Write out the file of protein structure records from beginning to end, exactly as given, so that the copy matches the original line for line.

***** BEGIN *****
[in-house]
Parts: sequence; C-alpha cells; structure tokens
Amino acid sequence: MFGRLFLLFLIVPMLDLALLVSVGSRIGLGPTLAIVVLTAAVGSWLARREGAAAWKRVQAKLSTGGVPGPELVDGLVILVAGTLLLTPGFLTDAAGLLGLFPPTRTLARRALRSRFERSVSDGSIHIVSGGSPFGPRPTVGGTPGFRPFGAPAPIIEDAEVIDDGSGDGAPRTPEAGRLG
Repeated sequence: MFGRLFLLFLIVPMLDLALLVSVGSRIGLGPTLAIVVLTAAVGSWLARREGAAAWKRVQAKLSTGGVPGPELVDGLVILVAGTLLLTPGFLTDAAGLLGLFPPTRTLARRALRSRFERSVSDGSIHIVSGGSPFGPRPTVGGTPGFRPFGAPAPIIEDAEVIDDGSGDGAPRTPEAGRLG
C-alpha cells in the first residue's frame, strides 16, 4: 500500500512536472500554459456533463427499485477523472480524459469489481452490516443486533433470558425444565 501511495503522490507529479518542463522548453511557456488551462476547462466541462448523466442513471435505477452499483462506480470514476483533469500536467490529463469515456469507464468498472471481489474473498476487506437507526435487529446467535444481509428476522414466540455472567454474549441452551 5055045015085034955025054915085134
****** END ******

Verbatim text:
[in-house]
Parts: sequence; C-alpha cells; structure tokens
Amino acid sequence: MFGRLFLLFLIVPMLDLALLVSVGSRIGLGPTLAIVVLTAAVGSWLARREGAAAWKRVQAKLSTGGVPGPELVDGLVILVAGTLLLTPGFLTDAAGLLGLFPPTRTLARRALRSRFERSVSDGSIHIVSGGSPFGPRPTVGGTPGFRPFGAPAPIIEDAEVIDDGSGDGAPRTPEAGRLG
Repeated sequence: MFGRLFLLFLIVPMLDLALLVSVGSRIGLGPTLAIVVLTAAVGSWLARREGAAAWKRVQAKLSTGGVPGPELVDGLVILVAGTLLLTPGFLTDAAGLLGLFPPTRTLARRALRSRFERSVSDGSIHIVSGGSPFGPRPTVGGTPGFRPFGAPAPIIEDAEVIDDGSGDGAPRTPEAGRLG
C-alpha cells in the first residue's frame, strides 16, 4: 500500500512536472500554459456533463427499485477523472480524459469489481452490516443486533433470558425444565 501511495503522490507529479518542463522548453511557456488551462476547462466541462448523466442513471435505477452499483462506480470514476483533469500536467490529463469515456469507464468498472471481489474473498476487506437507526435487529446467535444481509428476522414466540455472567454474549441452551 5055045015085034955025054915085134